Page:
I will take a new bump photo this weekend and post it sometime soon. 

These days, I’m brainstorming things Dumplin’ will need, so that I can prepare myself for budgeting for it. I’m stuck on a couple of items that are costly and so personal in terms of different people’s habits (like strollers). Maybe I will do another post in a couple of days and elaborate on this.

Lots of love to y’all and have a wonderful weekend! 

Our Appointment with the Genetic Counsellor

Months ago, an artist friend of mine was making pendants out of antique knives and spoons, and I just had to order one for DW’s birthday. It arrived in the mail today, and she loved it and wore it to our appointment downtown.

It was a super beautiful day to drive with the sunroof open, and we arrived on time to our appointment with the genetic counsellor at the fetal medicine unit of the hospital. Moments after we arrived, the waiting room went from four people to completely full, and we were seen for our appointment a bit late. Our genetic counsellor was wonderful. Early on, we had established that DW has a masters degree and extensive industry experience working in genetics and DNA analysis, and that with my medical degree education, I was very well read in the basis of all of this work. This pleased her, and we were able to talk about things at the appropriate level with her. We went through my family history, as well as what we knew of our anonymous sperm donor, the only notable detail that my mother has a sister with an unidentified, non-chromosomal mental challenge.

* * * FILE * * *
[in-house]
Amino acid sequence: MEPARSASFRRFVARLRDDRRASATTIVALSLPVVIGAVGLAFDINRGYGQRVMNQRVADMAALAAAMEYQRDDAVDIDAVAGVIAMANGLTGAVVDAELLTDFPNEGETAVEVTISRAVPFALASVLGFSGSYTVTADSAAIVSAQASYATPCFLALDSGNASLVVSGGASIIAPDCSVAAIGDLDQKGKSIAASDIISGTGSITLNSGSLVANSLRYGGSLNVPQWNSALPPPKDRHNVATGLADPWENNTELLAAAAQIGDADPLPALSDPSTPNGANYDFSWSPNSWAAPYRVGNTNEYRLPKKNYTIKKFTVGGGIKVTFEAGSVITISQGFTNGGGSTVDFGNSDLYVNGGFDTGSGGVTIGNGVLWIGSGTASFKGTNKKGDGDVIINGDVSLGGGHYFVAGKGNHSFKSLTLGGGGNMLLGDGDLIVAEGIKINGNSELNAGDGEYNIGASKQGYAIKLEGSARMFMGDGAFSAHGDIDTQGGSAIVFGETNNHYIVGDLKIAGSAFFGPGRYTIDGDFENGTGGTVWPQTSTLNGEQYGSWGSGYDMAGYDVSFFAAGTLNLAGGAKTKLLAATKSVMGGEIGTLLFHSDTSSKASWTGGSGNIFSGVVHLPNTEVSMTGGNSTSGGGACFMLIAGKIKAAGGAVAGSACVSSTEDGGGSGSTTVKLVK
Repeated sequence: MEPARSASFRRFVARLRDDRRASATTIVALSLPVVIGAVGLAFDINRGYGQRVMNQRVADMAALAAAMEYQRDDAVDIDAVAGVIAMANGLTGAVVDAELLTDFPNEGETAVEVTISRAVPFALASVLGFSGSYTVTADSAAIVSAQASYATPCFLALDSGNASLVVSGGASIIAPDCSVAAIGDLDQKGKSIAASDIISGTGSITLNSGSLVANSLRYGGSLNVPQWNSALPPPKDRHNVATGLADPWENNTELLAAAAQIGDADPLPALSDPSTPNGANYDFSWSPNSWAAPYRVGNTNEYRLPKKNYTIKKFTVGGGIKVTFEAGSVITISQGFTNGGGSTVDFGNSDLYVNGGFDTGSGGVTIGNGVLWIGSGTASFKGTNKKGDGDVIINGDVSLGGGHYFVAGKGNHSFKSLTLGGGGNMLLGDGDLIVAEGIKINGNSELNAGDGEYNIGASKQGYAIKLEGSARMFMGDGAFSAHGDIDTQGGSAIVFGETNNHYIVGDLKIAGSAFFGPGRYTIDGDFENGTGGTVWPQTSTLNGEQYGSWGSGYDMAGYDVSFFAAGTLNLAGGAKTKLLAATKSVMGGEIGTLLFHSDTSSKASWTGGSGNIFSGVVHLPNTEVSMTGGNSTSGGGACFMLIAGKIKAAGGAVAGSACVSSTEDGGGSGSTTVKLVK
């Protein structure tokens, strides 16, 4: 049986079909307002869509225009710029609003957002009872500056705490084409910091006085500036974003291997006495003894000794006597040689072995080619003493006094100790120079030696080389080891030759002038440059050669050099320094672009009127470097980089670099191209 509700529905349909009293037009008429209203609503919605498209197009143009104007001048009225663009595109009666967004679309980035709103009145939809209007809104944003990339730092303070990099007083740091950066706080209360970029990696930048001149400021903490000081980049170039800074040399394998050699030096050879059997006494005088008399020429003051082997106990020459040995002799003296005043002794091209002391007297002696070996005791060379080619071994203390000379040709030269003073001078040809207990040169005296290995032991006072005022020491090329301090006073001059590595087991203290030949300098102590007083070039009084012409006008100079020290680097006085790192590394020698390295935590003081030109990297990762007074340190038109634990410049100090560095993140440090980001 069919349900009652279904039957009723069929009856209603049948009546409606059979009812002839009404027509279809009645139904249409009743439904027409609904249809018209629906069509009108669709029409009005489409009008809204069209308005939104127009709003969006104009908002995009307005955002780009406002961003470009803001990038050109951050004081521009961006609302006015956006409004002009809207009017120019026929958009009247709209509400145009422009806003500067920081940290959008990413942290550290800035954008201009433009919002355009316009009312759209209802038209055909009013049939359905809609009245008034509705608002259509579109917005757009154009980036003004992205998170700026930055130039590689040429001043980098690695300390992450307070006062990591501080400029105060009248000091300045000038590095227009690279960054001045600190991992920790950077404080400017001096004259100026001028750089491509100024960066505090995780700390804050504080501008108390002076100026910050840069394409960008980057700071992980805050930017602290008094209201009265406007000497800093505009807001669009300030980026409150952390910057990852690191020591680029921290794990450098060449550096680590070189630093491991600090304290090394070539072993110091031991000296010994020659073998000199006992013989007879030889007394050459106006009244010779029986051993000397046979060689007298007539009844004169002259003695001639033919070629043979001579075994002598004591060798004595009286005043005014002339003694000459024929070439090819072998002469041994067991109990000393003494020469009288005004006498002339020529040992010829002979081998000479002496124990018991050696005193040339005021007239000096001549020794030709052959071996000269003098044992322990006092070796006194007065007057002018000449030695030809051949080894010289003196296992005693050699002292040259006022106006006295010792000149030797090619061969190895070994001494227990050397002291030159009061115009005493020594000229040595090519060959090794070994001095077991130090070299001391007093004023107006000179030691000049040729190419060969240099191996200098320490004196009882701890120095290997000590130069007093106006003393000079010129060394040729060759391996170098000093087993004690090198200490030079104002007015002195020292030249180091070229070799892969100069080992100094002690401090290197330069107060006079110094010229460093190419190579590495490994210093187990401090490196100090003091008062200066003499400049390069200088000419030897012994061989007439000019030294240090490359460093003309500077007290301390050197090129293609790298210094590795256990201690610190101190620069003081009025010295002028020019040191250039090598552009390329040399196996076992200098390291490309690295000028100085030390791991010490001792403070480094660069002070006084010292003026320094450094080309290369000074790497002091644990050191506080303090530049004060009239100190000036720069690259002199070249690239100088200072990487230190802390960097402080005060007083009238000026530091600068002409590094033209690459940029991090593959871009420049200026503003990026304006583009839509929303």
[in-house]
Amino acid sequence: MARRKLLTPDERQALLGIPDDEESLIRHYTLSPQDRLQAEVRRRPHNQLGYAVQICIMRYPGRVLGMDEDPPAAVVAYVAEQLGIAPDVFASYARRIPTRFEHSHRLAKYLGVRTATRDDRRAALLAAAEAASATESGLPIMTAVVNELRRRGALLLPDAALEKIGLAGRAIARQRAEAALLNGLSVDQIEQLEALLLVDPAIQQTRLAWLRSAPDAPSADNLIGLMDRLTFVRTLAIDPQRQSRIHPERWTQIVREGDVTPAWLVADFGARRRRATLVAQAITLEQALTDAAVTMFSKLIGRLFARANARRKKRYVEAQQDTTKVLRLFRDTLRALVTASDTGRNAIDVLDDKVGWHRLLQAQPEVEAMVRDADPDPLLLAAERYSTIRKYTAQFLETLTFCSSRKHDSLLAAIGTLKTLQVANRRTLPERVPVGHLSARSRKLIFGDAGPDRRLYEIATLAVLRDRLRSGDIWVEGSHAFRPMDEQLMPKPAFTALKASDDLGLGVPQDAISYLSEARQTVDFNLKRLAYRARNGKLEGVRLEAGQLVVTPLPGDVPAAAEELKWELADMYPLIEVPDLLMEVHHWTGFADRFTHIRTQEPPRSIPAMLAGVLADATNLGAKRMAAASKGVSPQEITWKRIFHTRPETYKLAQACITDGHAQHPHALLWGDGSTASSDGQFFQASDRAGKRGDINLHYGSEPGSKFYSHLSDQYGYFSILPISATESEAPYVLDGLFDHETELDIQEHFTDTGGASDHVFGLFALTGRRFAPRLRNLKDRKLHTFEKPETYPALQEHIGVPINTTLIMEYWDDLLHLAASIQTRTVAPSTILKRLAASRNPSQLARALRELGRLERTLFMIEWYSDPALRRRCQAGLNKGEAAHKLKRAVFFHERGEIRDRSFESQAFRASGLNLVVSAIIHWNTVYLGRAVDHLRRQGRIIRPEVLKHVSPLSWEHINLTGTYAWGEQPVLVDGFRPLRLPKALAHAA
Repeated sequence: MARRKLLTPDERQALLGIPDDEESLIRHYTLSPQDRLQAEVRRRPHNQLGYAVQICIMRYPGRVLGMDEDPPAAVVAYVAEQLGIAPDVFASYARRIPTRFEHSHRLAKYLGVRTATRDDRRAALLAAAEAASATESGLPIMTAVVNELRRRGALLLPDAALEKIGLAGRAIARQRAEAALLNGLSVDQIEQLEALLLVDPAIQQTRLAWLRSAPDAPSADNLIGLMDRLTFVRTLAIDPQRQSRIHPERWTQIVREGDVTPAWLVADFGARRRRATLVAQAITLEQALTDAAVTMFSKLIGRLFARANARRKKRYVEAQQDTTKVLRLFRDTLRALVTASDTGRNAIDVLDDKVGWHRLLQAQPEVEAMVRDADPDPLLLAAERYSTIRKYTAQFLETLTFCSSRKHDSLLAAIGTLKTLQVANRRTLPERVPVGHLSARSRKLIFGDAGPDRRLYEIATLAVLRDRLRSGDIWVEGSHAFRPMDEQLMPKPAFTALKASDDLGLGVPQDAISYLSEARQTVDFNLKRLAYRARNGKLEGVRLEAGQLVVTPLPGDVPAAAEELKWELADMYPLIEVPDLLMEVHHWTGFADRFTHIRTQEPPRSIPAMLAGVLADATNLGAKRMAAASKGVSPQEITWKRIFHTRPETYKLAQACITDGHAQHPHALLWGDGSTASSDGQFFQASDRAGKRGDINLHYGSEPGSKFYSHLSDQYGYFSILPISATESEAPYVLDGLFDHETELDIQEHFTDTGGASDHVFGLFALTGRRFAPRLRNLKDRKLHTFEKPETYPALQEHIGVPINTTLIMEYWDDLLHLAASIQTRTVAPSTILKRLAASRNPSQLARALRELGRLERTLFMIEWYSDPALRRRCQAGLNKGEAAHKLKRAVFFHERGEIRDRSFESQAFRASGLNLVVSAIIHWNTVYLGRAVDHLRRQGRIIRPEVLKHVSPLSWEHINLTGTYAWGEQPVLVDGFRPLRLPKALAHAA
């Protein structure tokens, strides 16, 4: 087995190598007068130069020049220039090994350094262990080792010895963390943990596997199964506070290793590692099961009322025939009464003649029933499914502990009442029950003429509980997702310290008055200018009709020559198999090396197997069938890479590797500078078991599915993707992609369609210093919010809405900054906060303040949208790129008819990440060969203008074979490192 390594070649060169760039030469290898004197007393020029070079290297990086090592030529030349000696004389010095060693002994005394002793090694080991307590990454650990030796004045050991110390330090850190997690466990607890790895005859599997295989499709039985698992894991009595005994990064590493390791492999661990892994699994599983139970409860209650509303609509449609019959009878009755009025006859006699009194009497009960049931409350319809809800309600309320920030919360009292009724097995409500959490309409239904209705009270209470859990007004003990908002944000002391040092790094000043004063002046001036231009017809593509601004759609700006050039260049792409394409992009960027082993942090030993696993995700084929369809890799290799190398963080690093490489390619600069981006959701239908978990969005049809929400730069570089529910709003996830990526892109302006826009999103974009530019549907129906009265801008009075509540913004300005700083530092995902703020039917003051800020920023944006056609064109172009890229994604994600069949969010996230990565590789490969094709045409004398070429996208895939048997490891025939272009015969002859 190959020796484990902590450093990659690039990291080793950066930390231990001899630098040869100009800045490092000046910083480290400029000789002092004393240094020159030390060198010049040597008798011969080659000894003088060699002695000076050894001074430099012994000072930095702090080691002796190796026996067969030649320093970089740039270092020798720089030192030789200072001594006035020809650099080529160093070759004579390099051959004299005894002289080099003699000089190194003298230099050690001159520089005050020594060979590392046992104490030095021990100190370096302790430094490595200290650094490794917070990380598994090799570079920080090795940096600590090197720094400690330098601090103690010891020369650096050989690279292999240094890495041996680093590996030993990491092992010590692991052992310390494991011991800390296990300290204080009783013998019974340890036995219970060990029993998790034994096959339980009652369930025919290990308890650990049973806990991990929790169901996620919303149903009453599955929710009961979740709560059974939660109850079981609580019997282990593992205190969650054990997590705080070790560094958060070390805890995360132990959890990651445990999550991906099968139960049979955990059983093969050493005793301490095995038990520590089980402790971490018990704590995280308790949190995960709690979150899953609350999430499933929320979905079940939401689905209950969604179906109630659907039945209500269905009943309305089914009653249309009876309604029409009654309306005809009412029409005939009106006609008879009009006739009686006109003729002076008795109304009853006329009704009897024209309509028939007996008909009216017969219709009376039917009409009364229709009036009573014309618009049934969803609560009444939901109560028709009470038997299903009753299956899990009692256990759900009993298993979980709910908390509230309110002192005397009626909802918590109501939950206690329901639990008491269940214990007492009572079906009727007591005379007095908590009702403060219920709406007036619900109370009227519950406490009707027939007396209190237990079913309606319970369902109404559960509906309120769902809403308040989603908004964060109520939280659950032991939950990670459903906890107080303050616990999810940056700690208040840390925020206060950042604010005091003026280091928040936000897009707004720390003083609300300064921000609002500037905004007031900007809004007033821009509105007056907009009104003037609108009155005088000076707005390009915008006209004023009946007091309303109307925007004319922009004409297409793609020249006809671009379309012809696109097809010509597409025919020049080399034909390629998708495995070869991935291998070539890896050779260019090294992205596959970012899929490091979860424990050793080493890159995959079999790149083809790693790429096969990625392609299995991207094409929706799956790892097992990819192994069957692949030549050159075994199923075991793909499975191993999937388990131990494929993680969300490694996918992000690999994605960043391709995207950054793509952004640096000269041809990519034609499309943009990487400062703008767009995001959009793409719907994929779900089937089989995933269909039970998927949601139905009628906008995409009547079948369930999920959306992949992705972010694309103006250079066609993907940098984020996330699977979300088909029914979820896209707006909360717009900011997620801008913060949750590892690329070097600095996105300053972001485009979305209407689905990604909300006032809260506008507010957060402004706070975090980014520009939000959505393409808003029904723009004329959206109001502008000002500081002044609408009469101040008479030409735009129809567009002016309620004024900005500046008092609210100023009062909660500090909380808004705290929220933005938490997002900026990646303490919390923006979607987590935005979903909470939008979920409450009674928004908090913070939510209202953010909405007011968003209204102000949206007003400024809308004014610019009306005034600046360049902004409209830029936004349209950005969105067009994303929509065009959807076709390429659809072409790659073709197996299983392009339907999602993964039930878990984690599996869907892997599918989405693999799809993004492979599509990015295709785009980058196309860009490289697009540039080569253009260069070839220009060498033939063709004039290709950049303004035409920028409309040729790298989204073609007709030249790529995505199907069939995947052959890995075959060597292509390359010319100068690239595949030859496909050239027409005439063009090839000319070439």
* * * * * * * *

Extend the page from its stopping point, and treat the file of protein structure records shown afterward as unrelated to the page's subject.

She then went on to outline the possible reasons for our nuchal translucency of 3.8mm (>3.5mm):

1. Normal variant- Dumplin’ is just fine, and just measures a bit big behind the neck.

2. Trisomies 21, 18, and 13.

3. Heart defect.

4. Noonan Syndrome, which has an associated cardiac issue.

She talked about our Non-Invasive Testing Options:

1. NIPT blood test (aka Panorama, Harmony, Verifi) – covered pending government funding on a case-by-case basis, and can be done anytime after 10 weeks pregnant. This screens for the Trisomies with 99, 97, and 87 percent accuracy.

2. Fetal echocardiogram done at 15-16 weeks to visualize the heart.